> Lots of things are wrong with that.
> You may kill an activity that could have survived; there is
> no good way to tell when OOM will be hit until you hit it.
> Setting oomadj doesn't prevent the laptop from getting so
> slow that the user decides to hard reboot.
> There is no reasonable way to "ask" an activity to save state.
> People don't write perfectly modeless code with atomic
> operations on a database.
> Since we can often determine an upper bound for the RAM usage
> of an activity, we can trivially determine if a given set of
> is capable of causing OOM. If we determine that starting a new
> activity would place the XO in danger of OOM, then there is no
> excuse for allowing that activity to start.
>> The cgroups stuff could also help here, since the OOM killer by
>> thinks in terms of processes, but each Activity can be multiple
> That would cause activities to die. Work is lost. FAIL
Just to chime in on this thread, the 4 conditions that I have
(knowingly) encountered OOM in order of importance (personal opinion)
1) Read (when zooming in several or more times, zooming on a map is a
good use case)
2) Browse (large pages, or long usage, using Google reader for ~20min
is a good use case)
3) olpc-update (used to OOM often but seems much better now that 8.2
is final, hoping this is resolved)
4) Control Panel -> Software Update (used to OOM often but seems much
better now that 8.2 is final, hoping this is resolved)
I do think it's still way to easy to double click, or re-click, to
multi-launch/resume an activity due to the laggy launch screen
appearance (there's plenty of floating trac tickets about this still),
but it is much better than it was during some of the 81 unstable dev
cycle. However, ** as an adult **, I rarely encounter OOM due to
launching too many activities – unfortunately I'm sure this will still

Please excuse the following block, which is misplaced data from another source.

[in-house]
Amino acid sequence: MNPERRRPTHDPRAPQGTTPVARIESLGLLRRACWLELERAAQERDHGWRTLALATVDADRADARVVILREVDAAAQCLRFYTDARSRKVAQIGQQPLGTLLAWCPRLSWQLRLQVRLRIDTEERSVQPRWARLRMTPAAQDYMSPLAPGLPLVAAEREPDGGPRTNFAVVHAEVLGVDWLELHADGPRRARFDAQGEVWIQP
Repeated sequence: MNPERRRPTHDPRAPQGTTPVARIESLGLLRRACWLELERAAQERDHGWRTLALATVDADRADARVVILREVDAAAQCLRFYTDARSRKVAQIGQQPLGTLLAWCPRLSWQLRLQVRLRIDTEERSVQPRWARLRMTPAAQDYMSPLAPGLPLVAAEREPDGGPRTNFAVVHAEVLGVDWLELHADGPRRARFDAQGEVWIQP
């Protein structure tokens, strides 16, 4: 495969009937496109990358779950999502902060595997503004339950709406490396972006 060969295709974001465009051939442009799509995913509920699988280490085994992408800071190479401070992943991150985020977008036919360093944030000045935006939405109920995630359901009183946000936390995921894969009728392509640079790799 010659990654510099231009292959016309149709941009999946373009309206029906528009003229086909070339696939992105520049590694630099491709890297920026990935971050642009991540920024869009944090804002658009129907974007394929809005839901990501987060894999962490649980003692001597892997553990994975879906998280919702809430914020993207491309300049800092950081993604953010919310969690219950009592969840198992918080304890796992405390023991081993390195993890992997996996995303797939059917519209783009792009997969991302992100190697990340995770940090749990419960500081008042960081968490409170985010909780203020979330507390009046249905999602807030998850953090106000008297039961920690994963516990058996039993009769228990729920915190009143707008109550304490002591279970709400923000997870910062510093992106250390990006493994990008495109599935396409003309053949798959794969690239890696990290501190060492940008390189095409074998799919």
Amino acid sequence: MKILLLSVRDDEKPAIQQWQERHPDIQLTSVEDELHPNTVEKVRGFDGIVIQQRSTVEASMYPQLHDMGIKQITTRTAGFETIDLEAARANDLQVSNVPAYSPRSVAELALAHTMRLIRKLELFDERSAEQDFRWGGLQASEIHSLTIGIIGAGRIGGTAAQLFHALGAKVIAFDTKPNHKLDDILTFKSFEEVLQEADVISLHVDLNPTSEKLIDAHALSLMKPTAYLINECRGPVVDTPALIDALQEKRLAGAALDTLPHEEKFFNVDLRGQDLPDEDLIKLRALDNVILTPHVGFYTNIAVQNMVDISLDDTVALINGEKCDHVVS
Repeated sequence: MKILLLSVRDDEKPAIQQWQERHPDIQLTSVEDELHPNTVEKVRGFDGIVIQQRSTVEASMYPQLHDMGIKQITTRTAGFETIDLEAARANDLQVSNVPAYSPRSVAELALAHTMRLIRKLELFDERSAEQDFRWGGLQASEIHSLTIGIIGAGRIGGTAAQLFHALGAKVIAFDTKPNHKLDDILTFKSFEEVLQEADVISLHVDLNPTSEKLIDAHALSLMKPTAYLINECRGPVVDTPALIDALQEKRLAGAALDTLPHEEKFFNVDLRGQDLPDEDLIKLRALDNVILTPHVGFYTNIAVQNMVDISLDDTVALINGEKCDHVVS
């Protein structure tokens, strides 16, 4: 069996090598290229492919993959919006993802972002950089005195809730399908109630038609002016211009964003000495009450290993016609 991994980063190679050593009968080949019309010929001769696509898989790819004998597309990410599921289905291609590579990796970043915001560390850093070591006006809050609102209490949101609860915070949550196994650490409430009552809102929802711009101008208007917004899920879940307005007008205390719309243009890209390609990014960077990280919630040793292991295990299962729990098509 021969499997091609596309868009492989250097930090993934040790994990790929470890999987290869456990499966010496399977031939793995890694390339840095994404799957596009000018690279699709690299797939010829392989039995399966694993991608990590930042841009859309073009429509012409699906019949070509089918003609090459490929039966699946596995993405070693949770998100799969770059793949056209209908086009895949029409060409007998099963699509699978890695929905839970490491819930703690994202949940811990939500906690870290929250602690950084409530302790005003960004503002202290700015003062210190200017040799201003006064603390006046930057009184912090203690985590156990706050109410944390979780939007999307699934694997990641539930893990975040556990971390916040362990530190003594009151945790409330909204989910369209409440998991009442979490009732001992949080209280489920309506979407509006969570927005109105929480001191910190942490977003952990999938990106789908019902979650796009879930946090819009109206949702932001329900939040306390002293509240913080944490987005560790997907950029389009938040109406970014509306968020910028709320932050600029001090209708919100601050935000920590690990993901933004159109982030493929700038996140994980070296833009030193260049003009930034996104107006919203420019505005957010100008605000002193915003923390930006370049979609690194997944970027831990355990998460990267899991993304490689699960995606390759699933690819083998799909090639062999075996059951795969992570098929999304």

be a UI issue for kids (that's where single tasking UI's win – like
Anyway, not sure who's 'camp' this falls into, but from observation,
Activities each tend to take ~25Mb of memory to get up and running.
Could a really simple block be put on launching any new Activity
instance if there is less than ~25Mb free? Ideally it would fail with
an alert message or modal dialogue, perhaps with a list of running
instances with stop icons, asking the kid to stop one to continue (or
This does not resolve the more common case (for me) of an activity
chewing up all mem by making wild requests** and then borking (Read
and Browse****), but should help to keep some free head room in the
case of multiple activity launching (intended or not).
** resolution on wild mem requests is clearly something for Activity
authors to try to resolve. I can easily freak out my 1.5Ghz, 2Gb ram,
+ swap, OSX system with some badly (or just very memory hungry) code.
**** The attempt at making Firefox run is way, way, way worse on
memory than Browse, and for me is a really good example of why "trying
to make Sugar run any old desktop application" is such a dismal
direction to move in – unless you're willing to throw out the ideals
of low energy use, low cost, and kid friendly UI out the window.